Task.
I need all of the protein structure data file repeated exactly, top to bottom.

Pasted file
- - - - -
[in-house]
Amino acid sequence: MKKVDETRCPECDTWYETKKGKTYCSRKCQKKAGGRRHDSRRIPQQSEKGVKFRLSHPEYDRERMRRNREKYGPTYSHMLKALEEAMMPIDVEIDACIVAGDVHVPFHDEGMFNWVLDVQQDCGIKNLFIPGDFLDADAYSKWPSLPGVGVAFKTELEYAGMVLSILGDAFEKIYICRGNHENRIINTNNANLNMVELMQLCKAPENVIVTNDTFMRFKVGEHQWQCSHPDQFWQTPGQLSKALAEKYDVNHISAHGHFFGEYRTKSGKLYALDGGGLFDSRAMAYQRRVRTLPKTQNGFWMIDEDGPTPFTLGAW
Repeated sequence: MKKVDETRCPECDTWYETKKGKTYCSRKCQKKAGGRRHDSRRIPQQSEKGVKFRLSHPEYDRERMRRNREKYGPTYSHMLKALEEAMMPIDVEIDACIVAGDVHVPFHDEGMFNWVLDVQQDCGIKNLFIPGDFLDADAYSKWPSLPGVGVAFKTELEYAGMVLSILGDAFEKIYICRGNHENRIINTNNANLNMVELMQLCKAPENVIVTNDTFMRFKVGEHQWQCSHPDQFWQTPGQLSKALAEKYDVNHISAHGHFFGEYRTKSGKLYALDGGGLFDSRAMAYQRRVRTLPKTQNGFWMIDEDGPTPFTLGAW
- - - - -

[in-house]
Amino acid sequence: MKKVDETRCPECDTWYETKKGKTYCSRKCQKKAGGRRHDSRRIPQQSEKGVKFRLSHPEYDRERMRRNREKYGPTYSHMLKALEEAMMPIDVEIDACIVAGDVHVPFHDEGMFNWVLDVQQDCGIKNLFIPGDFLDADAYSKWPSLPGVGVAFKTELEYAGMVLSILGDAFEKIYICRGNHENRIINTNNANLNMVELMQLCKAPENVIVTNDTFMRFKVGEHQWQCSHPDQFWQTPGQLSKALAEKYDVNHISAHGHFFGEYRTKSGKLYALDGGGLFDSRAMAYQRRVRTLPKTQNGFWMIDEDGPTPFTLGAW
Repeated sequence: MKKVDETRCPECDTWYETKKGKTYCSRKCQKKAGGRRHDSRRIPQQSEKGVKFRLSHPEYDRERMRRNREKYGPTYSHMLKALEEAMMPIDVEIDACIVAGDVHVPFHDEGMFNWVLDVQQDCGIKNLFIPGDFLDADAYSKWPSLPGVGVAFKTELEYAGMVLSILGDAFEKIYICRGNHENRIINTNNANLNMVELMQLCKAPENVIVTNDTFMRFKVGEHQWQCSHPDQFWQTPGQLSKALAEKYDVNHISAHGHFFGEYRTKSGKLYALDGGGLFDSRAMAYQRRVRTLPKTQNGFWMIDEDGPTPFTLGAW